Slow cookers and new recipes win back cooks favor

By MOLLY GORDY For AP Weekly Features Published:

NEW YORK (AP) Often, you can tell how many years a couple has been married by asking them which wedding gift they got in multiples.

In the 1950s, it was the pressure cooker, emblem of an era when brides measured their status in kitchen convenience (although so many had trouble with the settings that it was nicknamed the pressure overcooker).

During the Swinging Sixties, the advent of cheap airfares boosted the fondue pot to pride of place, as young couples invited dinner guests over to see slides of their European honeymoon and dunk hunks of bread in melted cheese.

The wok gained most-favored wedding gift status during the 1970s after President Nixons visit to China. It lost the No. 1 spot to the Crock-Pot during the 1980s, as increasing numbers of brides stayed in the work force after marrying.

More suited to American dining habits than the wok or the fondue pot, and more versatile and easy to use than the pressure cooker, this slow cooker was designed to have staying power. And at first, its future looked bright. Its original manufacturer, the Rival Corp., pretty much promised that you could dump a bunch of ingredients into the pot, plug it in and leave for work, secure in the knowledge that a tasty one-dish meal would be waiting for you when you got home.

It didnt quite work that way. Rival says its research indicates that 80 percent of all U.S. households have a slow cooker now made by other companies as well, including Hamilton Beach, West Bend and Cuisinart, without the trademark Crock-Pot name. But, in reality, the appliance is used only rarely compared to its modern competition, the toaster-oven and the microwave oven.

One reason is cultural. In a society that values instant gratification, microwave cooking using natural ingredients has become a valid successor to the instant puddings and packaged soups of yesteryear.

But the slow cooker also carried the seeds of its popular demise in its initial design. Most of the recipes called for browning meat or poultry before placing it in the pot, which smelled up the kitchen and left you with a dish and utensils to wash before leaving for work. And because the heating unit was contained in the pot itself, it had to be washed by hand, creating still more work for when you got home.

Compounding the problem was a dearth of sophisticated recipes designed for the pot. Most seemed to depend heavily on sauces based on dried onion soup or cans of condensed cream of mushroom. When nouvelle cuisine and low-fat cooking swept the country into the 1990s, the Crock-Pot and its competitors fell into disuse.

But all was not lost. In 1983, a chef named Tom Valenti, tired of cooking nouvelle cuisine at three-star restaurants, opened a homey little restaurant in Lower Manhattan called Alisons on Dominick with his friend Alison Price, a professional maitre dhotel.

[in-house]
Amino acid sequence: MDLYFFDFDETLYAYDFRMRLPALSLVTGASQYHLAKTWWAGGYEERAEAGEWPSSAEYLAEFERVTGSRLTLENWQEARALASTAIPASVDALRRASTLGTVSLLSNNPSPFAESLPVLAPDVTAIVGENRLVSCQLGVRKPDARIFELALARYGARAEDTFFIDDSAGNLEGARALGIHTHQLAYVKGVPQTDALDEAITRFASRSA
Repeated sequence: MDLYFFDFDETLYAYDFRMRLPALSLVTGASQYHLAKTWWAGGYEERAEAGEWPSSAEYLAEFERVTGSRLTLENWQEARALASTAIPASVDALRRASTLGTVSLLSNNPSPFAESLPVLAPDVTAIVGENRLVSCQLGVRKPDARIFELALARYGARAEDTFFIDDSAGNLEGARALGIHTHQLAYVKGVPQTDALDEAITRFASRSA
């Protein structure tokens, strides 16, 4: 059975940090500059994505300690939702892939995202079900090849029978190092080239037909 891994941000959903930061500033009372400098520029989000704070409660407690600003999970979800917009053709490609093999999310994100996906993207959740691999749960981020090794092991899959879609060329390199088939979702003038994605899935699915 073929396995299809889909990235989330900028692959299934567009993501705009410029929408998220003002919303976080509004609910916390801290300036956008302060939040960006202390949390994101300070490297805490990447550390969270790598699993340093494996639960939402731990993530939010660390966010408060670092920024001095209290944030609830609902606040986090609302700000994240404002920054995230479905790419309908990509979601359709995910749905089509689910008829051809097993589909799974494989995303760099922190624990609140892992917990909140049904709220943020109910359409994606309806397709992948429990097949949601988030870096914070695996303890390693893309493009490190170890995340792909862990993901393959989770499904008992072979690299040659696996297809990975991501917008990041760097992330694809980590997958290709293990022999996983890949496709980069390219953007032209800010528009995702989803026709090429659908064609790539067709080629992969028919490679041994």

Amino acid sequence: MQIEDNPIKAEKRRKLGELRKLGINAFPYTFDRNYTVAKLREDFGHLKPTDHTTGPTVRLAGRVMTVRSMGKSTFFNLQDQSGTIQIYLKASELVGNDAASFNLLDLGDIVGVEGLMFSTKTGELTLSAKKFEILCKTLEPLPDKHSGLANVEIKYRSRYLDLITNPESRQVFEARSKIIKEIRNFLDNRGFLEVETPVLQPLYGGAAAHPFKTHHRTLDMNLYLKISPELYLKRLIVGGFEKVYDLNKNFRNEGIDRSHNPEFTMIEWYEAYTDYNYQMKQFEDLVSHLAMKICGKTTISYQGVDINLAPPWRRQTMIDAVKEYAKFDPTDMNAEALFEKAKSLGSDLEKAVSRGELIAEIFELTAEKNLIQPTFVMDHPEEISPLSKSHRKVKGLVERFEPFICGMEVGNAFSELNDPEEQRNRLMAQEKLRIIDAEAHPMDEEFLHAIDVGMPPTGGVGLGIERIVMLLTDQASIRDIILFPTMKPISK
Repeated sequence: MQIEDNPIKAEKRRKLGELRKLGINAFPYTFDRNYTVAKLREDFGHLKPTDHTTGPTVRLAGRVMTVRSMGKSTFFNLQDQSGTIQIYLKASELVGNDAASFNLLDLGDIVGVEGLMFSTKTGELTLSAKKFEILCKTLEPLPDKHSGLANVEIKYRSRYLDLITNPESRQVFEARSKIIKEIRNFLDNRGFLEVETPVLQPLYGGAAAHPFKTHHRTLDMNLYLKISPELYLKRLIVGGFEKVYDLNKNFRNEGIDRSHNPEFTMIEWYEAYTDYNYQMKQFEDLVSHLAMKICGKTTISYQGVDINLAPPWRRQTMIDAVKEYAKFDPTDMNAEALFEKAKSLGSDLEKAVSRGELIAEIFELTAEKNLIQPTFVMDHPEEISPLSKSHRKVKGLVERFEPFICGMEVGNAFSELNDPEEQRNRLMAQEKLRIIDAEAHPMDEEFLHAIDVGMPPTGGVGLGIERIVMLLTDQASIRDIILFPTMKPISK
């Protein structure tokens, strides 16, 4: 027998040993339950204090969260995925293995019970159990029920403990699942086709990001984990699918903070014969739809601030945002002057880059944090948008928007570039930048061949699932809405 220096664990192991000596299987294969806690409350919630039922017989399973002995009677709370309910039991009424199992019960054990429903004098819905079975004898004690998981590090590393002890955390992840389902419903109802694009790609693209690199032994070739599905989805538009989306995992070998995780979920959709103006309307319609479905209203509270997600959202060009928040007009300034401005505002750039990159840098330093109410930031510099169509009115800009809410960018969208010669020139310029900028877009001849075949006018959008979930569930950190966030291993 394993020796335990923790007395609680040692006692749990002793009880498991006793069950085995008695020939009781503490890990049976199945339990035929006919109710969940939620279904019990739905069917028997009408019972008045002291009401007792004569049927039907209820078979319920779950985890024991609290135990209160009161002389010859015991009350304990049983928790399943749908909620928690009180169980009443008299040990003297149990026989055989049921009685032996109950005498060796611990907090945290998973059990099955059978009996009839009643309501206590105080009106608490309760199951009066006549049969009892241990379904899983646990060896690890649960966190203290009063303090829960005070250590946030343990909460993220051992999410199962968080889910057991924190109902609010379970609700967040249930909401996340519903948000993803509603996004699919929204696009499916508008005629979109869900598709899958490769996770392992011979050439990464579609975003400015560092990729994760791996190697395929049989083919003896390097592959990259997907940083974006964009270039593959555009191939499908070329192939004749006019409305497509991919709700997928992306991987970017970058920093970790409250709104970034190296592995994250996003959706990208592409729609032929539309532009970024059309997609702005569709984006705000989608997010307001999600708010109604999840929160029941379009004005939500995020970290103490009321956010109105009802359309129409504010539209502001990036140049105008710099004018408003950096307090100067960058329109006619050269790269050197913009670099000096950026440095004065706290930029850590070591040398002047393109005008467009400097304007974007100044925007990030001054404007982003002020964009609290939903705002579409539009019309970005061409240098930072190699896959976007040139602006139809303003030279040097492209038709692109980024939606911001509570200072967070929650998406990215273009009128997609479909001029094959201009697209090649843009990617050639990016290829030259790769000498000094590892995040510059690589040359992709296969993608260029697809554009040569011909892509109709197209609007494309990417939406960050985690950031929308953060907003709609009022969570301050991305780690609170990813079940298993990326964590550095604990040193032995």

I looked back on all the fabulous stuff I had learned, and realized I still yearned for my grandmothers cooking, Valenti told The AP, at a recent interview at his current restaurant, Ouest, on Manhattans Upper West Side. It had to do with taste memory rather than technique food to satisfy a craving.

What Valenti craved was the kind of slow-cooked, one-pot meal that used to simmer on his grannys stove all day long when he was a child in Ithaca, NY.

So, over the objections of his staff and partner, he created a menu around humble dishes like lamb shanks. It was like an olfactory drug, he said. You could smell it all the way out to the street.

Valenti had no grander ambition than to fill his tiny restaurant with customers. But after several restaurant critics raved about them in print, the chefs lamb shanks became the rage of New York.

By a happy coincidence, California restaurateur Alice Waters was simultaneously launching a slow-cooked foods movement out of her Chez Panisse. However unwittingly, the two ignited a trend that renewed interest in the electric slow cooker just as welcome new technology was hitting the market.

The average slow cooker today features a dishwasher-proof stoneware pot that can be detached from the heating unit for browning meats on the stove, making this at last a vehicle for a truly one-dish meal.

It is more energy efficient the low setting uses the same approximate wattage as a light bulb and safer, with better insulation and thicker, detachable cords and plugs.

There are even several models coming on the market that automatically regulate the internal temperature of your meal and switch the heat setting from HIGH to LOW, WARM or OFF when it has finished cooking. This latest feature catapults the slow cooker for the first time into the realm of an everyday cooking appliance.

Cookbook publishers have scrambled to keep pace with these advances with a flurry of new recipes designed for the more sophisticated cook. Titles including Gourmet Slow Cooking, The Healthy Slow Cooker and Not Your Mothers Slow Cooker Cookbook aim to expand the pots reach beyond cold-weather dinners.